Your next question probably is what is best?
Most of these products are the same.
To be honest, there is no such thing as “best alum block” because all the good brands have the same chemical composition.
This means that there isn’t much of a difference between brands.
Don’t be cheap
I do however, caution you to avoid cheap Chinese brands because these products may contain lower grade alum that won’t last as long and not work as well.
Make sure that you’re buying something made from solid alum, and determining factor would be the price.
And range would be between $6 and $25 in Amazon. Sizes will vary, and most will have a plastic case where you can store this.
Having said all that, I’m sharing with you some product recommendations to give you an idea of how much and what brands are good.
Gentleman Jon is one of the best value for money alum blocks available right now. It’ll cost around $8 for a 3.7-ounce chunk, and it comes with a case.
I was debating whether to put this or the RazoRock on top and eventually decided on this because it’s slightly cheaper.
If you buy the RazorRock in Amazon, it’s actually cheaper, but you’ll have to pay for shipping even if you go over the $25 threshold.
And it is a bestselling alum block and styptic product in Amazon, getting rave reviews.
So this product should be good. This product is made from 100% potassium alum.
Unlike RazoRock that has a stick version of alum, this product only comes in block form so it won’t be as travel-friendly.
RazoRock is a consumer favorite because it works great. And it’s compact size makes it easy to handle.
You don’t have to worry about finding a place to store this because it comes with its own plastic case. This is a big deal because this product it from moisture and water that erodes it and decreases the length of time you can use it.
Despite its size (or lack thereof), a 3.2-ounce bar will last for years. RazoRock says that its product contains naturally occurring potassium alum mineral salts.
There are two variations of this product:
The stick version is more expensive than the block and would be a great option if you travel a lot. And even if the block version is small, it’s also cheaper to get this if you just need something to use at home.
Bloc Osma is another quality brand from France who’s been in the business for over 6 decades. Their alum blocks are handmade, but I don’t think that makes much of a difference in terms of quality.
Even if it’s imported, this is still one of the cheapest alum blocks (or bloc d’Alun if you’re French).
You can get two of these for less than $9. And considering that “The Art of Shaving” alum block is asking for $20 for a similar-sized product – the choice is obvious.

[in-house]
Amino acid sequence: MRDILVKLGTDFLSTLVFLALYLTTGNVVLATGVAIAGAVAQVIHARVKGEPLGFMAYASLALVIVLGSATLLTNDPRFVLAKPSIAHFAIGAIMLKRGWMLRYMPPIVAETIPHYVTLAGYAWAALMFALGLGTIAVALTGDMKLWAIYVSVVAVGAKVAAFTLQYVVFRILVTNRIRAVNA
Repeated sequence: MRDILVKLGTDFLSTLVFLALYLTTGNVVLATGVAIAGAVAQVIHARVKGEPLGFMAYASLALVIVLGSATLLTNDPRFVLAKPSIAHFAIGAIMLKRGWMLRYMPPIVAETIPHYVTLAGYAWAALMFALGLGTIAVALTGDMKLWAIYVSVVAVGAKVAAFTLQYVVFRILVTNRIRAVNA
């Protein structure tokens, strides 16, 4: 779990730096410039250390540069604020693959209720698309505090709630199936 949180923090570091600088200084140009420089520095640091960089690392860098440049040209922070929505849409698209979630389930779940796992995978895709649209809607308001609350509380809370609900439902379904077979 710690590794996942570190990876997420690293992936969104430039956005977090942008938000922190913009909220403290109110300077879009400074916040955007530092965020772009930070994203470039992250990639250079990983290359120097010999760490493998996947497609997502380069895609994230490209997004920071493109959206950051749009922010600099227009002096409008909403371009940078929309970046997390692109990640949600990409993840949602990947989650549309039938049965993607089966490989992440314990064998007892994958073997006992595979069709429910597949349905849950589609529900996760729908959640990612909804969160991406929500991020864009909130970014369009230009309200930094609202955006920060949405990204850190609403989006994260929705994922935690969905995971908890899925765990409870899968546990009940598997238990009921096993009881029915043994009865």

It is cheaper than the RazoRock and Gentleman Jon, but one thing that holds it back would be the lack of plastic storage to protect this and keep it dry.
One way around this would be buying a soap container or storing this on an unused metal jar cover.
Barber is another excellent budget option in this list. It isn’t as popular as RazoRock or Gentleman Jon but nonetheless the right choice.
Funny, despite having a Spanish sounding brand that translates to “Barber,” this product is from France.
Like all the products in this list, it is made from 100% natural alum, and it has the right size – 3.52 ounces. And costs less than $8! It also comes with a case that keeps it dry and protected.
You may be familiar with Parker safety razors, but I bet you didn’t know they make alum blocks.
Theirs is one of the biggest available at 125 grams or 4 ounces.
Parker says that they used 100% pure potash alum in their alum block, and it comes with its own plastic storage.
That’s larger than the 3.7 ounce Gentleman Jon and will cost a little over $11.
Taylor of Bond Street is another favorite brand that also makes shaving soaps, creams, aftershave balm, and pre-shave oil. And most of their products made it our “best of” lists, and their alum block is no different.
Unfortunately, their products are too expensive, that’s why it fell way down this list.
I’ve mentioned earlier that one of the most important considerations when buying the alum block is the price.
A 75-gram bar will cost a whopping $16. That’s smaller than the Barbero and Gentleman Jon but twice more expensive.
This product from Osma Laboratories is the most unique in this list.
Instead of compressing powdered raw material, the manufacturer used real alum stone cut by hand.
It is a big reason why this is more expensive than any of the alum blocks listed above.
If you include shipping, this will cost almost $18 for a 100g bar.
Alum block is an essential tool that should be in every man’s shaving kit. It soothes razor burn, stops bleeding, and closes the pores that’ll prevent infections post-shave.
It’ll also provide feedback on areas that you may have shaved too close – great if you’re trying a new technique.
Since all of these products made from alum, just pick one that’s the cheapest, preferably with a case to protect it from moisture and contaminants.
Out of the 6 alum blocks listed here, I really like the Gentleman Jon and RazoRock because both are cheap. The latter has a stick option if you travel a lot.
Other products listed here work well but will cost more.
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Cover image source: http://www.geltir.com/thread-255-page-99.html